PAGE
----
Why I love the bland

Today I had lunch at Applebee’s. Every time I pull into the parking lot, I feel a mix of emotions: hunger, usually, combined with shame, homesickness, and, well, usually more hunger. Let me talk about the shame: why do I go to Applebee’s, when I live in a town where a hundred other restaurants could give me a better culinary experience? Where there are places that for half the price of the Mac and Jack Cheese dish I could get fresh vegetables, individually prepared, locally grown, organically tended?

Well, for a couple of reasons, paramount among them that Applebee’s feels like a little piece of home. You have to understand the town I came from to understand why: Applebee’s was the Big Dinner Restaurant of Choice in my town. After the Italian restaurant was taken over by the Amarillo Grill chain, Applebee’s became my family’s standby for Sunday lunch or dinner. It was an easy place to meet, a place my grandparents liked just as much as my mother and sister and I did, a place where everyone could get something they liked for not a whole lot of money. When someone was on a diet, there was always something tasty on the menu for them; when someone had a birthday, they always had a dressed up chocolate cake to offer. When my dad came to town, they had a good drink menu. When we wanted a place to eat before a Friday night date: Applebee’s provided the right mix of “I care enough to spend something on your meal” and “I don’t want to have to dress up.”

Beyond that, there’s something really comforting in the practicality of Applebee’s foods. Even their newest trendy dishes are simple things, with touches that remind me of what we might do at home, if we all wanted the same thing for dinner ever. For instance, today, I had that Chedder Jack Mac and Cheese (minus the chicken). Do you know what the crumbly topping on it is? It’s crushed up Ritz crackers. Hi, that’s the kind of resourceful cooking that I grew up on. It’s not fancy and it’s not award winning, but you know, at the end of the day, it’s tasty.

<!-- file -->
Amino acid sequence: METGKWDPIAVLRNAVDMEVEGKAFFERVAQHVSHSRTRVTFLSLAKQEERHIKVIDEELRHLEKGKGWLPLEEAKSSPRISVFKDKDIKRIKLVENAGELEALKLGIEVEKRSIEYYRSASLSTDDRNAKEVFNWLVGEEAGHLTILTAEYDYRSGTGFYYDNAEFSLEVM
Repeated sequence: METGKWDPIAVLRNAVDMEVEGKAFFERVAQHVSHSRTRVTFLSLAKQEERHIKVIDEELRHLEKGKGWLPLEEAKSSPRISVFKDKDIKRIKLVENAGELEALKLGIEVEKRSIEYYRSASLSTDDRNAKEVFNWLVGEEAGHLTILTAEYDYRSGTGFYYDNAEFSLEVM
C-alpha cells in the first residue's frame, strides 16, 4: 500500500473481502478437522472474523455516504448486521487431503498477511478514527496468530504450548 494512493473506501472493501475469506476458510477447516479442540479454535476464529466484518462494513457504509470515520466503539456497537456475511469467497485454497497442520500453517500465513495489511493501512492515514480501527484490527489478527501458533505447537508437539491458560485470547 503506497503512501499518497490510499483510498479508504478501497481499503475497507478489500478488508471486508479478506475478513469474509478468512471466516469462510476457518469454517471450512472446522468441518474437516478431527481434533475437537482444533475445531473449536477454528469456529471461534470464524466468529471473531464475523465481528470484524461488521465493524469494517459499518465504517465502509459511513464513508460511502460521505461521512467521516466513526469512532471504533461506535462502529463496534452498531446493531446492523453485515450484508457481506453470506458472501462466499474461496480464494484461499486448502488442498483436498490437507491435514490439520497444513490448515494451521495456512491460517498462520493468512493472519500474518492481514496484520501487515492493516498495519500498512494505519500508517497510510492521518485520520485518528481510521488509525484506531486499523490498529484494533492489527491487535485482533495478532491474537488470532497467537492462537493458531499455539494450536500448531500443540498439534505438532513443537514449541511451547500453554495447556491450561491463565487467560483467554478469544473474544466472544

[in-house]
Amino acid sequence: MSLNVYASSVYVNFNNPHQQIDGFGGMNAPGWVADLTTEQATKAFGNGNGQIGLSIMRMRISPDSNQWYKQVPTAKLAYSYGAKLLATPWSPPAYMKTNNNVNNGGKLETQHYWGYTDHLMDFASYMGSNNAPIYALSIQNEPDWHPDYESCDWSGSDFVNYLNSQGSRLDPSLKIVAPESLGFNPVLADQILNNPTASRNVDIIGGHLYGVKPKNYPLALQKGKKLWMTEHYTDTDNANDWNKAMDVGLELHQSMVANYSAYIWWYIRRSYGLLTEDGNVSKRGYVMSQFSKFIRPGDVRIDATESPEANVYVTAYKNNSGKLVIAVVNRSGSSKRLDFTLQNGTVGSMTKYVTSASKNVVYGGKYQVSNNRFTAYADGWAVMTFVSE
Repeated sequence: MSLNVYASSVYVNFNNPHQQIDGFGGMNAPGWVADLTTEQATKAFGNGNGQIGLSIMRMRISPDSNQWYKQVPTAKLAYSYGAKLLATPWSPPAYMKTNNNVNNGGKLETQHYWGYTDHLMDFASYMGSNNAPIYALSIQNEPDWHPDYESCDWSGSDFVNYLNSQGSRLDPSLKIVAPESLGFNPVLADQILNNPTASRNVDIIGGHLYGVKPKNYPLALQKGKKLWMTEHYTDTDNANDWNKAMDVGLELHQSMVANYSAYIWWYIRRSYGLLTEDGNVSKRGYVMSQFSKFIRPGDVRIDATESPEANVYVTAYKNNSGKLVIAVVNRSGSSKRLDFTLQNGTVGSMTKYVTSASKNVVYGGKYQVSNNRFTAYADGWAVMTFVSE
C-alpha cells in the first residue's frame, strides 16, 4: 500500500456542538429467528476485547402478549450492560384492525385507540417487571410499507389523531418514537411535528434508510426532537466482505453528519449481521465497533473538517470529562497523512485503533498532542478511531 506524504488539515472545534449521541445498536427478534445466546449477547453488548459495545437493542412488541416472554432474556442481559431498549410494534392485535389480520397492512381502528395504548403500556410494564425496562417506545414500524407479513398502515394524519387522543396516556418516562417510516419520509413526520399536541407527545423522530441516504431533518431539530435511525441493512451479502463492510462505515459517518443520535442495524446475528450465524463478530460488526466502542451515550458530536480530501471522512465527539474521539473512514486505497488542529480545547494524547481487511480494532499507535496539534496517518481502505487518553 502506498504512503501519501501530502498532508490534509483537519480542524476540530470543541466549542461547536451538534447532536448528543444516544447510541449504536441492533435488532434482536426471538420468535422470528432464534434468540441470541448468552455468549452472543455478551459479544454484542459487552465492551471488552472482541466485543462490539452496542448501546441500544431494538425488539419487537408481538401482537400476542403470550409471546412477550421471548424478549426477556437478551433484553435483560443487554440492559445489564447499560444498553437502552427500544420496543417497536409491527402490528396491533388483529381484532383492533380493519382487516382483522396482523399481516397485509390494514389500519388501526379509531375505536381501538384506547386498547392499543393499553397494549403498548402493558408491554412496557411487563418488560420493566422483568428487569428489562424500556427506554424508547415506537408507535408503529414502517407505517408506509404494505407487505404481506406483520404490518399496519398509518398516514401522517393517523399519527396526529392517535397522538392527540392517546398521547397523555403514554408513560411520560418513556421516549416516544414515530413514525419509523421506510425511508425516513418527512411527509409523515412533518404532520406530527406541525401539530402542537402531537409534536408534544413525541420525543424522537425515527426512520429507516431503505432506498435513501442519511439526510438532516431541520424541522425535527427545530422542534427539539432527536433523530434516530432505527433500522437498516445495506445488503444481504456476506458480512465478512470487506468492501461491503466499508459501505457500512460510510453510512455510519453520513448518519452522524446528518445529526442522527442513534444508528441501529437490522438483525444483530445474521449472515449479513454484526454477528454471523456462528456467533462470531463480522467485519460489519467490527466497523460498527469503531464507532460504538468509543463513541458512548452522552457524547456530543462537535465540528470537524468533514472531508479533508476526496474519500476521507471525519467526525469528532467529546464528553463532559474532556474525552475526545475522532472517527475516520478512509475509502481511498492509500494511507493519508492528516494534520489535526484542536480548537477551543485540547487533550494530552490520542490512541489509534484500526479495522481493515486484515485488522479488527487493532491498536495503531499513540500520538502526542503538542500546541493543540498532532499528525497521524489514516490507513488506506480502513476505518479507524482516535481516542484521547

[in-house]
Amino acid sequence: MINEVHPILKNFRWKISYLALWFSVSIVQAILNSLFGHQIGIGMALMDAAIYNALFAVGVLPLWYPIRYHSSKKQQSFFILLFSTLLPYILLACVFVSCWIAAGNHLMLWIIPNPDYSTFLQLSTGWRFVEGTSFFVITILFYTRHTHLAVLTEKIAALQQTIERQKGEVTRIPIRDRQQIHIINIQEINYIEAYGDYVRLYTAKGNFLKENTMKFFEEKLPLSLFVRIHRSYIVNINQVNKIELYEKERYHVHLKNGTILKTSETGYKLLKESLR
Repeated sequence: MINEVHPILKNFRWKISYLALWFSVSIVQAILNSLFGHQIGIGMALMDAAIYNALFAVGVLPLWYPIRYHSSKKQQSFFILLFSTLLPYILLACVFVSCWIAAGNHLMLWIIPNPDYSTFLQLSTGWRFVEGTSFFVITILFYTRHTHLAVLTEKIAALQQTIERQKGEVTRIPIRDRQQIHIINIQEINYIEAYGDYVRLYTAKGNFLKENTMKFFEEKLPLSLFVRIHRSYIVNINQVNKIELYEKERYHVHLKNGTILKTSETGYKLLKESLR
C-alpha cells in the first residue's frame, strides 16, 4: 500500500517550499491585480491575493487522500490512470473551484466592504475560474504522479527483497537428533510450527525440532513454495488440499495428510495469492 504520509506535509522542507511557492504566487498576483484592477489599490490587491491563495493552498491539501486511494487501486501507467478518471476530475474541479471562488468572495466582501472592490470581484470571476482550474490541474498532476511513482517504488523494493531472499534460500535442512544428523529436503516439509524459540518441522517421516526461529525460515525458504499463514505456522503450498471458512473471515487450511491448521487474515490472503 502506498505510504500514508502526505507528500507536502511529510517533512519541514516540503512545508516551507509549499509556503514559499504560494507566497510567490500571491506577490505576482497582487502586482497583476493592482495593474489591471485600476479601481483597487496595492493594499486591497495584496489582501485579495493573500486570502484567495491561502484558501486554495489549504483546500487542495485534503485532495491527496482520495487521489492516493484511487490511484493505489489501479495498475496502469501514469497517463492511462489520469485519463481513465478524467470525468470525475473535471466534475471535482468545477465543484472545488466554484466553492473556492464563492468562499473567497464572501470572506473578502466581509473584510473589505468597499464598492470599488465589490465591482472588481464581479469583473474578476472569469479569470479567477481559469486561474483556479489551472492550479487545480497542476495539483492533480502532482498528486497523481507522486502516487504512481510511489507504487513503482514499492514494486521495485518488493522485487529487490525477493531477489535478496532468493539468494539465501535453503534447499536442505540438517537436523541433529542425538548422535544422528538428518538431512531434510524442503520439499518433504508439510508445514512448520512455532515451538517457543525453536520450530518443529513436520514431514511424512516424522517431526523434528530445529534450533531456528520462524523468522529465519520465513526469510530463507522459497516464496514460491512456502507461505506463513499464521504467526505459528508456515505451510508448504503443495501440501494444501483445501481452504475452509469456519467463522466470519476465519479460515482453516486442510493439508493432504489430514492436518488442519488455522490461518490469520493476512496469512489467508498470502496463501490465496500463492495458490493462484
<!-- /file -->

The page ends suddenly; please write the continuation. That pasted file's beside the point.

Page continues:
Yes, yes, I could make everything on the Applebee’s menu at home, and I could make it healthier, and I could make it lovelier, and I could probably make it tastier. But sometimes I don’t want to. Sometimes I want a hassled but smiling girl in a ridiculous striped shirt and apron to bring me three free refills and try insincerely to upsell me on dessert, and I want to listen to other people talking about the tastiness of their Chicken Strip Baskets and Orange Chicken Skillets. I want to look at the “random” mish mash of neighborhood trinkets on the wall (all of which could have been gleaned from local garage sales but which probably came from The Great Applebee’s Warehouse in the Sky) and try to pick out which are the actual local tidbits. I want to hear aged pop and watch muted sport on the bar televisions and, you know, just hang out like I’m back in Kansas for a minute.

That’s it, that’s my defense of Applebee’s. I’m not going to open a franchise anytime soon (though whoa, I can’t imagine the kind of money they make), but… I’ll probably still drop in, once a month or so, to my friendly neighborhood bar and grill. Try the pasta.

This entry was posted in ode to the ordinary and tagged . Bookmark the permalink.

1 Response to Why I love the bland

  1. Pingback: Sadly, it’s true, I actually AM lovin’ it. « Kepkanation

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